Van A. Harvey★
Anyone teaching the origins of Christianity to college undergraduates or divinity students cannot help but be struck by the enormous gap between what the average layperson believes to be historically true about Jesus of Nazareth and what the great majority of New Testament scholars have concluded after a century and a half of research and debate. Despite decades of research, the average person tends to think of the life of Jesus in much the same terms as Christians did three centuries ago: the humble manger birth in Bethlehem; the flight into Egypt to avoid the wicked King Herod; the baptism by John the Baptist, who recognized Jesus to be the long-promised Messiah; a three-year ministry in which Jesus' claims to divinity are met by the hostility of the Jews, who conspire to have him tried and crucified; and the burial in a garden tomb after which he rises from the dead.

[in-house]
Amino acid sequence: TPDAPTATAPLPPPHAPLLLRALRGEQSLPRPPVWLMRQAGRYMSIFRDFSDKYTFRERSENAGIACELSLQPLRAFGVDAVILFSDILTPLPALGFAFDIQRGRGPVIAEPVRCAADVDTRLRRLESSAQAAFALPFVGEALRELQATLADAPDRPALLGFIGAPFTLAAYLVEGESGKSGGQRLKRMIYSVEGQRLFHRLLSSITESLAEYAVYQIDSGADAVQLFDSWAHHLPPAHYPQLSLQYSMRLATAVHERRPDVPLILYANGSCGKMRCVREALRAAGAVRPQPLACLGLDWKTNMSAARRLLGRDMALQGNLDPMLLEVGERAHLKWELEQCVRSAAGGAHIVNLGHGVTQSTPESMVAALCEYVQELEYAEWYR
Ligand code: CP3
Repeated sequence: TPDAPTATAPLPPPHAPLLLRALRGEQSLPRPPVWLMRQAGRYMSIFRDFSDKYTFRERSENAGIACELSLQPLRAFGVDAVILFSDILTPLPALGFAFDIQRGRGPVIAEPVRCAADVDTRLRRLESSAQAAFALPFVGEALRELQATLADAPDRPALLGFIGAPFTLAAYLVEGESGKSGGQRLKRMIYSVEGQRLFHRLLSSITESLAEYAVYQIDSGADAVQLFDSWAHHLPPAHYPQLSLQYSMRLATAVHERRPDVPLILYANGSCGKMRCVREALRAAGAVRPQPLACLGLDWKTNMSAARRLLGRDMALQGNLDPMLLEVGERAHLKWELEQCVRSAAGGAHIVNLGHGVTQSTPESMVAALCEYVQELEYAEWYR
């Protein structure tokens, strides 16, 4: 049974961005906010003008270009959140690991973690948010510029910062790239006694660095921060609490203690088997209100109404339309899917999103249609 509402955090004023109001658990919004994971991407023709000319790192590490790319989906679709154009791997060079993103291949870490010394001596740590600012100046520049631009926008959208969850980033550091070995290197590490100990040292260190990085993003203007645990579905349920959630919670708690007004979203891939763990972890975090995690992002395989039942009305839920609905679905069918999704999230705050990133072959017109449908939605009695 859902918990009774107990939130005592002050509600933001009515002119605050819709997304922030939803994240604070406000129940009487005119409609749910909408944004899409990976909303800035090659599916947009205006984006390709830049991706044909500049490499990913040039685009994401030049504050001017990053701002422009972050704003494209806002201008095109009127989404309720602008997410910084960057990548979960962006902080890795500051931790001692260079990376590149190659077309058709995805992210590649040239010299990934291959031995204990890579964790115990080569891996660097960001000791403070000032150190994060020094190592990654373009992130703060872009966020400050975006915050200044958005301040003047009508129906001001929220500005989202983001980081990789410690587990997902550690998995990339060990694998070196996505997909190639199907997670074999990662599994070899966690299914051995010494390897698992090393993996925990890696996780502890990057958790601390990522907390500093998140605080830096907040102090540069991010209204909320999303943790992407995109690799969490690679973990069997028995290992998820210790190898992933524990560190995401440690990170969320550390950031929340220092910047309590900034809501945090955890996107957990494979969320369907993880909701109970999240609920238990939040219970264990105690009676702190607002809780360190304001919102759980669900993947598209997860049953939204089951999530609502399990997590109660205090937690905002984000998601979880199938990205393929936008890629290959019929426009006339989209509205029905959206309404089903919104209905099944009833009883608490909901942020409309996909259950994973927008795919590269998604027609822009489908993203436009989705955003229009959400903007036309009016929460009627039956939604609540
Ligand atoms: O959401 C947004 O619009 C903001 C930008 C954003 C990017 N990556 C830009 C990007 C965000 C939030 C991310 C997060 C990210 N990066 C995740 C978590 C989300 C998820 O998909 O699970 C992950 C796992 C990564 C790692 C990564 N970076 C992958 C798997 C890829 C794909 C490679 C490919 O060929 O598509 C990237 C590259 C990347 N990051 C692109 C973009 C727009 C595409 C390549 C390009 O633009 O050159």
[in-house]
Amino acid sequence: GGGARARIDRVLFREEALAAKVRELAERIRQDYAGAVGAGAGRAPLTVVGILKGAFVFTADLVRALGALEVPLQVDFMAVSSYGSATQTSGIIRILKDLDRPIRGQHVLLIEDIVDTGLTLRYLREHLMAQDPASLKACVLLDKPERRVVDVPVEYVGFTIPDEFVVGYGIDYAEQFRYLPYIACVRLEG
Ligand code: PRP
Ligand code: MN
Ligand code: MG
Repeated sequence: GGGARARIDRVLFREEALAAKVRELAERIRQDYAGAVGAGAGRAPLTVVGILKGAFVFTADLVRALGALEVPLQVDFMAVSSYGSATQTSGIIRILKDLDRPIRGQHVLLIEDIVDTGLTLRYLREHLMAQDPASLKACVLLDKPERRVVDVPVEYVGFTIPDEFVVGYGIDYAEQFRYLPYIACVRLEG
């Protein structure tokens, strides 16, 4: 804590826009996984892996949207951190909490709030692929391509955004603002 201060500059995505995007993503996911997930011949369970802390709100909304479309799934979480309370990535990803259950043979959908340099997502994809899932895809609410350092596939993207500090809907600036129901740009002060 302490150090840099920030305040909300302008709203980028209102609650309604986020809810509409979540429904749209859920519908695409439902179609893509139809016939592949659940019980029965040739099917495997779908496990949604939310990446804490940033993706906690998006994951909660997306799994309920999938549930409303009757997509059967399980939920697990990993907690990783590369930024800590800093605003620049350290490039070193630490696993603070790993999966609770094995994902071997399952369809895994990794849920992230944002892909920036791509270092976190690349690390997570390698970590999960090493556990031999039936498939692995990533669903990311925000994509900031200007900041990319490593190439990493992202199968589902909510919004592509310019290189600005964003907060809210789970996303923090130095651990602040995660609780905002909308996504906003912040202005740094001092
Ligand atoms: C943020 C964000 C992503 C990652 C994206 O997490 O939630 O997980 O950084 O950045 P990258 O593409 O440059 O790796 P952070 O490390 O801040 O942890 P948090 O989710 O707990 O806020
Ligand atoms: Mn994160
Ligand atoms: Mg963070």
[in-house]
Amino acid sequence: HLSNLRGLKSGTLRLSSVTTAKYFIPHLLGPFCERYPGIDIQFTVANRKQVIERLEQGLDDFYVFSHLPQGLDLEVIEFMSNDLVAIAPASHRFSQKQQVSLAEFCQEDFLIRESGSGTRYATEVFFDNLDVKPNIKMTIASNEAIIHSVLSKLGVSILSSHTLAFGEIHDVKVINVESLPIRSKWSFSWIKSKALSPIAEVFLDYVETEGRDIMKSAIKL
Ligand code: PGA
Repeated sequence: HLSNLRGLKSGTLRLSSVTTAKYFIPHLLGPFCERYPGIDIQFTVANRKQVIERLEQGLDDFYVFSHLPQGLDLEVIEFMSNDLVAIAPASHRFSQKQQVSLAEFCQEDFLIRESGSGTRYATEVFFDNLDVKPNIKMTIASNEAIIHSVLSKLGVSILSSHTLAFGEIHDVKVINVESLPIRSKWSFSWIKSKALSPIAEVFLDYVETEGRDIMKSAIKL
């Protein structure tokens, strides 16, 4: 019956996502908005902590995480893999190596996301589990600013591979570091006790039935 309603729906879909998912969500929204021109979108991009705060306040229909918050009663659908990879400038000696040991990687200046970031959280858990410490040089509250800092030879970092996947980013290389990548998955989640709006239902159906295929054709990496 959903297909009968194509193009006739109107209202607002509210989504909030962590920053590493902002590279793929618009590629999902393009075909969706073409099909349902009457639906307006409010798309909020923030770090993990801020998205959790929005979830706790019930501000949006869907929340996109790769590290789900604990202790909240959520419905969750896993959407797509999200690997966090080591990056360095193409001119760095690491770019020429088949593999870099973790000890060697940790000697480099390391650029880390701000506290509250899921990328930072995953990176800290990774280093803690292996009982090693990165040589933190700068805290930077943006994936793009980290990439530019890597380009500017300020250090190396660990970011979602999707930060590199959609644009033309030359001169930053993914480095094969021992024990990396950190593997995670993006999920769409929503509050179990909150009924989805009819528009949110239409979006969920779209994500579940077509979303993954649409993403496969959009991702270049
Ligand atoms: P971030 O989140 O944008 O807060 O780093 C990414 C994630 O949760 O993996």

So far as the biblical historian is concerned, however, there is scarcely a popularly held traditional belief about Jesus that is not regarded with considerable skepticism. It is not surprising, therefore, that any professor who today relies upon contemporary New Testament scholarship concerning the origins of Christianity meets with considerable student hostility and resistance. Whereas students of medieval or American history normally regard the teacher as an expert to be trusted, students of the origins of Christianity suspect that the teacher is a skeptic undermining their religious faith.
This gulf between the historian and the traditional Christian believer raises a number of important social, philosophical, and, as I hope to show,____________________